- The eye injury of King Philip II and the skeletal evidence from the royal tomb II at VerginaA Bartsiokas
Anaximandrian Institute of Human Evolution, 6 Aeginis Street, GR 166 73 Voula, Greece
Science 288:511-4. 2000..Therefore, the skeleton does not belong to Philip II. New skeletal evidence shows that the skeleton belongs to King Philip III Arrhidaeus. In this case, the tomb may well contain some of the paraphernalia of Alexander the Great...
- Hominid cranial bone structure: a histological study of Omo 1 specimens from Ethiopia using different microscopic techniquesAntonis Bartsiokas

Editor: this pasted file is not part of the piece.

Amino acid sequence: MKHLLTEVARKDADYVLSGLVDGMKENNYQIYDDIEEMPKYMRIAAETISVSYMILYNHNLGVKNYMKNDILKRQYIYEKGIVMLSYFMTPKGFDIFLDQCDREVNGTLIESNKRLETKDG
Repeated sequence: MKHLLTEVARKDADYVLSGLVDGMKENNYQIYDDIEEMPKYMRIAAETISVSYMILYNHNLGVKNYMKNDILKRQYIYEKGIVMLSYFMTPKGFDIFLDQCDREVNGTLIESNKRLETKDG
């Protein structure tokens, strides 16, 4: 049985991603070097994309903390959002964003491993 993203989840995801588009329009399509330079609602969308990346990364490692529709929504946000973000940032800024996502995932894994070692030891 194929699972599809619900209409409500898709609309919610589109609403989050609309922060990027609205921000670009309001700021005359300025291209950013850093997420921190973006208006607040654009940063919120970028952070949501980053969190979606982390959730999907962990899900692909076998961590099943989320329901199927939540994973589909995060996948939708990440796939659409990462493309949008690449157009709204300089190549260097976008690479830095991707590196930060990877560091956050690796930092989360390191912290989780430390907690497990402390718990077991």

Anaximandrian Institute of Human Evolution, Voula, Greece
Anat Rec 267:52-9. 2002..Cranial histology of hominids may provide useful information concerning their taxonomy and life history, including such factors as growth rate, developmental stress, and diet...
- The lameness of King Philip II and Royal Tomb I at Vergina, MacedoniaAntonis Bartsiokas
Laboratory of Anthropology, Department of History and Ethnology, Democritus University of Thrace, 69100 Komotini, Greece
Proc Natl Acad Sci U S A 112:9844-8. 2015..The female would be around 18-y-old and the infant would be a newborn. It is concluded that King Philip II, his wife Cleopatra, and their newborn child are the occupants of Tomb I. ..